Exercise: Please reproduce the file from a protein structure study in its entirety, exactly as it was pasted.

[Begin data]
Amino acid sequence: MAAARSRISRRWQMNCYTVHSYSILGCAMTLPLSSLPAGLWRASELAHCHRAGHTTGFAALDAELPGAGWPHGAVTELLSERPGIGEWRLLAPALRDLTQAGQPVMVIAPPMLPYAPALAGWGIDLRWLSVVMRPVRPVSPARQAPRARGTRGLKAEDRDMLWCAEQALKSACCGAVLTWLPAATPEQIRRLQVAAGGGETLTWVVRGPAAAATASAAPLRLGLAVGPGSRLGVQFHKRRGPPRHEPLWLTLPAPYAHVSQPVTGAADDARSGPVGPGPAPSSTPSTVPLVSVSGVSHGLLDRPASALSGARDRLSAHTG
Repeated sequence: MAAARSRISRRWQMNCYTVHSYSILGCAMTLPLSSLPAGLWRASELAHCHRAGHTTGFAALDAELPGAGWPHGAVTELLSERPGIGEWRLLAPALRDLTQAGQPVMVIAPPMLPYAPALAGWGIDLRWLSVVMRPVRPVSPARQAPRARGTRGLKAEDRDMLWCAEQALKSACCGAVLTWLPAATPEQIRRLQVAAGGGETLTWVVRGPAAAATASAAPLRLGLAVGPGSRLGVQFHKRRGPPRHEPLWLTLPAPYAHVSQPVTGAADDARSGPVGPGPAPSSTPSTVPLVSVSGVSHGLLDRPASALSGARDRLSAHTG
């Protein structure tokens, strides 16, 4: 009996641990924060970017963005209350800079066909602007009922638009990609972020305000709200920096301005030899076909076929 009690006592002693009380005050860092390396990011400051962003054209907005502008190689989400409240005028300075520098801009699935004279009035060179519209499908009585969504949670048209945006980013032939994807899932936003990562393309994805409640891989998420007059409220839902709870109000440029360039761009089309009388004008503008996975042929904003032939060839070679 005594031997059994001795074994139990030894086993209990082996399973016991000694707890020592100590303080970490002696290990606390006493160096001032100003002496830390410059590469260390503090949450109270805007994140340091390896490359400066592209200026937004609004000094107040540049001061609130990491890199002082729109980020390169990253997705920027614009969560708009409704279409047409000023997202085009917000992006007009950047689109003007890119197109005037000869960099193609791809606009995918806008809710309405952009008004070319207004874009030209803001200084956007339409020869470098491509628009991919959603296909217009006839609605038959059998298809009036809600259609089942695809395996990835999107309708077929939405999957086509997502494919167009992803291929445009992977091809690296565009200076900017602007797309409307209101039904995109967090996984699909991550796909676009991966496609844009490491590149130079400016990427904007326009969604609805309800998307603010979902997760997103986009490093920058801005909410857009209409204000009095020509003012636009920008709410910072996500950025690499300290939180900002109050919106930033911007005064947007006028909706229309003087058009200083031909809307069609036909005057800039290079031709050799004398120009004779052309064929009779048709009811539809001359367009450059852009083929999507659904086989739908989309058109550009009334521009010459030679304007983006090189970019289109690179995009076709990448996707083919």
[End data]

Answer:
Amino acid sequence: MAAARSRISRRWQMNCYTVHSYSILGCAMTLPLSSLPAGLWRASELAHCHRAGHTTGFAALDAELPGAGWPHGAVTELLSERPGIGEWRLLAPALRDLTQAGQPVMVIAPPMLPYAPALAGWGIDLRWLSVVMRPVRPVSPARQAPRARGTRGLKAEDRDMLWCAEQALKSACCGAVLTWLPAATPEQIRRLQVAAGGGETLTWVVRGPAAAATASAAPLRLGLAVGPGSRLGVQFHKRRGPPRHEPLWLTLPAPYAHVSQPVTGAADDARSGPVGPGPAPSSTPSTVPLVSVSGVSHGLLDRPASALSGARDRLSAHTG
Repeated sequence: MAAARSRISRRWQMNCYTVHSYSILGCAMTLPLSSLPAGLWRASELAHCHRAGHTTGFAALDAELPGAGWPHGAVTELLSERPGIGEWRLLAPALRDLTQAGQPVMVIAPPMLPYAPALAGWGIDLRWLSVVMRPVRPVSPARQAPRARGTRGLKAEDRDMLWCAEQALKSACCGAVLTWLPAATPEQIRRLQVAAGGGETLTWVVRGPAAAATASAAPLRLGLAVGPGSRLGVQFHKRRGPPRHEPLWLTLPAPYAHVSQPVTGAADDARSGPVGPGPAPSSTPSTVPLVSVSGVSHGLLDRPASALSGARDRLSAHTG
């Protein structure tokens, strides 16, 4: 009996641990924060970017963005209350800079066909602007009922638009990609972020305000709200920096301005030899076909076929 009690006592002693009380005050860092390396990011400051962003054209907005502008190689989400409240005028300075520098801009699935004279009035060179519209499908009585969504949670048209945006980013032939994807899932936003990562393309994805409640891989998420007059409220839902709870109000440029360039761009089309009388004008503008996975042929904003032939060839070679 005594031997059994001795074994139990030894086993209990082996399973016991000694707890020592100590303080970490002696290990606390006493160096001032100003002496830390410059590469260390503090949450109270805007994140340091390896490359400066592209200026937004609004000094107040540049001061609130990491890199002082729109980020390169990253997705920027614009969560708009409704279409047409000023997202085009917000992006007009950047689109003007890119197109005037000869960099193609791809606009995918806008809710309405952009008004070319207004874009030209803001200084956007339409020869470098491509628009991919959603296909217009006839609605038959059998298809009036809600259609089942695809395996990835999107309708077929939405999957086509997502494919167009992803291929445009992977091809690296565009200076900017602007797309409307209101039904995109967090996984699909991550796909676009991966496609844009490491590149130079400016990427904007326009969604609805309800998307603010979902997760997103986009490093920058801005909410857009209409204000009095020509003012636009920008709410910072996500950025690499300290939180900002109050919106930033911007005064947007006028909706229309003087058009200083031909809307069609036909005057800039290079031709050799004398120009004779052309064929009779048709009811539809001359367009450059852009083929999507659904086989739908989309058109550009009334521009010459030679304007983006090189970019289109690179995009076709990448996707083919």